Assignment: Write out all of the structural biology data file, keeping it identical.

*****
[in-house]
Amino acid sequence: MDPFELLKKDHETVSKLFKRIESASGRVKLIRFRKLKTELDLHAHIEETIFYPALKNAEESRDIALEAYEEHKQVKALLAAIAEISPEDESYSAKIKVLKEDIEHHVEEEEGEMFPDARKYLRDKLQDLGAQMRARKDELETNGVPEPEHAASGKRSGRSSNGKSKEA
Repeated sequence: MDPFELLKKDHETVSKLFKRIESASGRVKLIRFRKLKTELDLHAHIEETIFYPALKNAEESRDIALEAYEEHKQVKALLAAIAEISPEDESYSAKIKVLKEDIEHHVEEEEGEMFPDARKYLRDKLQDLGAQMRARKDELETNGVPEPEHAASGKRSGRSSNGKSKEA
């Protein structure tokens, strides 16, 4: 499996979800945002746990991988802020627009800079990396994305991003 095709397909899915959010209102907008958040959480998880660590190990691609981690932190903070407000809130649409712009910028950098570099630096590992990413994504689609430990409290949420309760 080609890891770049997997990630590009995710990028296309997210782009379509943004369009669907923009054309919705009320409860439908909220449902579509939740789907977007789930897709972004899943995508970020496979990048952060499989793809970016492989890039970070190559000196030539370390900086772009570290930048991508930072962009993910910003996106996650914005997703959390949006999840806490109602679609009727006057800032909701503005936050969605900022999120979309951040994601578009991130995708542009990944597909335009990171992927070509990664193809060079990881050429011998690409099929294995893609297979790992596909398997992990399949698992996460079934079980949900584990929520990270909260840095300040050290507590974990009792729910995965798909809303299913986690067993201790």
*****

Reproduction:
[in-house]
Amino acid sequence: MDPFELLKKDHETVSKLFKRIESASGRVKLIRFRKLKTELDLHAHIEETIFYPALKNAEESRDIALEAYEEHKQVKALLAAIAEISPEDESYSAKIKVLKEDIEHHVEEEEGEMFPDARKYLRDKLQDLGAQMRARKDELETNGVPEPEHAASGKRSGRSSNGKSKEA
Repeated sequence: MDPFELLKKDHETVSKLFKRIESASGRVKLIRFRKLKTELDLHAHIEETIFYPALKNAEESRDIALEAYEEHKQVKALLAAIAEISPEDESYSAKIKVLKEDIEHHVEEEEGEMFPDARKYLRDKLQDLGAQMRARKDELETNGVPEPEHAASGKRSGRSSNGKSKEA
């Protein structure tokens, strides 16, 4: 499996979800945002746990991988802020627009800079990396994305991003 095709397909899915959010209102907008958040959480998880660590190990691609981690932190903070407000809130649409712009910028950098570099630096590992990413994504689609430990409290949420309760 080609890891770049997997990630590009995710990028296309997210782009379509943004369009669907923009054309919705009320409860439908909220449902579509939740789907977007789930897709972004899943995508970020496979990048952060499989793809970016492989890039970070190559000196030539370390900086772009570290930048991508930072962009993910910003996106996650914005997703959390949006999840806490109602679609009727006057800032909701503005936050969605900022999120979309951040994601578009991130995708542009990944597909335009990171992927070509990664193809060079990881050429011998690409099929294995893609297979790992596909398997992990399949698992996460079934079980949900584990929520990270909260840095300040050290507590974990009792729910995965798909809303299913986690067993201790």